It’s totally normal to have lots of questions about suppressors! Here are some of the most common ones we get when it comes to direct thread versus quick detach models, and barrel threading in general.

What if my barrel isn’t threaded for a suppressor?

Good news! Almost every barrel can be threaded to your chosen pitch for use with a suppressor. This is a really easy thing to have done, but it’s also really easy to do it wrong.

At Silencer Central, we offer our own in-house CNC barrel threading services. We’ve taken great care to ensure that your barrel will be threaded with the utmost precision to ensure that your rifle shoots true and won’t result in any suppressor baffle strikes due to misalignment.

The 360 Mailing Program is our easiest and most popular option for sending us your barrel(s). 360 mailing makes it simple to get your barrels threaded and shipped back to you. We ship a 4″x 8″x 48″ box and soft case(s) for your barrels along with a prepaid return shipping label directly to your front door.

The mailing program costs $39.99 and can ship up to two rifle barrels. The cost for threading barrels starts at $99.99 and includes a thread protector and any disassembly/reassembly labor on our end.

What is a QD suppressor?

Quick Detach suppressors (like the BANISH 30-GOLD) utilize special muzzle devices that facilitate the attachment and removal of the unit.

Can you put a suppressor on a non-threaded barrel?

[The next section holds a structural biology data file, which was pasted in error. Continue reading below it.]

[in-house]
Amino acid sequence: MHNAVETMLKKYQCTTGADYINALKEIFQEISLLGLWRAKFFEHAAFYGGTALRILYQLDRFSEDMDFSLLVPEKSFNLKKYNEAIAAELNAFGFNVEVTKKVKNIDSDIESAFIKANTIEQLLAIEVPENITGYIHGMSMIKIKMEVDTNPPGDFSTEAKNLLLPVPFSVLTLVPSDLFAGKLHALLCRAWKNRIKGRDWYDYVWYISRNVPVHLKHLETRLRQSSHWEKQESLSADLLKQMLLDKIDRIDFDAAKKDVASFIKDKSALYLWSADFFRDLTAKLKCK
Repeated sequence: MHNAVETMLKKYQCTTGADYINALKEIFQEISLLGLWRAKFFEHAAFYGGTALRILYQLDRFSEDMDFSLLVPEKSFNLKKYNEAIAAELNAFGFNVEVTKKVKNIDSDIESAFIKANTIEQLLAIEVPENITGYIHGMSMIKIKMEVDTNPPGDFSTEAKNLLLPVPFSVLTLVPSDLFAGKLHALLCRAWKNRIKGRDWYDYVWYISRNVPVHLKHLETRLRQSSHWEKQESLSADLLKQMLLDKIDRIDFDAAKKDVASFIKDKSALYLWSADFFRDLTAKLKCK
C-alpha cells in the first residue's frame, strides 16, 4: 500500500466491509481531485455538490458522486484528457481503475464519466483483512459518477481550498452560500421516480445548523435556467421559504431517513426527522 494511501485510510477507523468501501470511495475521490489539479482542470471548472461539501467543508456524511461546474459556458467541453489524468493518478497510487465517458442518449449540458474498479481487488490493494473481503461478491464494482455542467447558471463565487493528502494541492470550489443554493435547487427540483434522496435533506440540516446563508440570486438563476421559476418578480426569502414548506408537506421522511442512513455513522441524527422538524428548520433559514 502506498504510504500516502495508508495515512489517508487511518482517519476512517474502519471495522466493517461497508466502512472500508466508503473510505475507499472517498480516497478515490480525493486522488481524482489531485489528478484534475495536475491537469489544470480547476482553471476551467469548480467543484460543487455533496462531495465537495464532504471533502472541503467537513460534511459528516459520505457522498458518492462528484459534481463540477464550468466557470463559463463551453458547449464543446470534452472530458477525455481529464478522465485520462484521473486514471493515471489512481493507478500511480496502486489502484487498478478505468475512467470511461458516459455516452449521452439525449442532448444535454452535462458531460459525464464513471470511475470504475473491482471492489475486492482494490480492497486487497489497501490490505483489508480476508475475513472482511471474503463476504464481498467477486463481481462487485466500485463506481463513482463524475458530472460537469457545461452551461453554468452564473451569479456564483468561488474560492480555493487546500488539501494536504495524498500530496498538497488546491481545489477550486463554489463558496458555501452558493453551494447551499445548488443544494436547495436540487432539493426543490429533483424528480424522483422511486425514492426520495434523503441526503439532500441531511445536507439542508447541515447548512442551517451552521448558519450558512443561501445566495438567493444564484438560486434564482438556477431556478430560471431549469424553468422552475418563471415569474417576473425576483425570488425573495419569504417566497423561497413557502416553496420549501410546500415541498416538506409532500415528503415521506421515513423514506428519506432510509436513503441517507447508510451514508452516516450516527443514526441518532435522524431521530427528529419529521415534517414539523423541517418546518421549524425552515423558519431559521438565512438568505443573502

There are some clamp-on or other sorts of methods to mount a suppressor on some kinds of guns that lack standard barrel threading, but the whole concept is fairly antiquated and not as reliable as either a direct thread or QD mounting option.

Plus, most guns come with the option of a threaded barrel, and if not, it’s very affordable to have us thread barrels for you!

What is a direct thread suppressor?

Direct Thread suppressors (like the BANISH 22, 223, 30, and 45) utilize a single thread pitch and they screw right onto the threads on the muzzle of your gun.

Get Help Choosing the Right Suppressor

Hopefully, the info above has been helpful and you’ve been able to decide which attachment option is best for you. If not, that’s OK! We’re here to help. Silencer Central can be your one-stop shop for all your suppressor needs as you go forward and choose the best silencers for your firearms.

We provide the most hassle-free way to buy your silencer from start to finish. We offer direct delivery, help with establishing an NFA Trust, and even payment plan options. Send us an email or give us a call today to get started!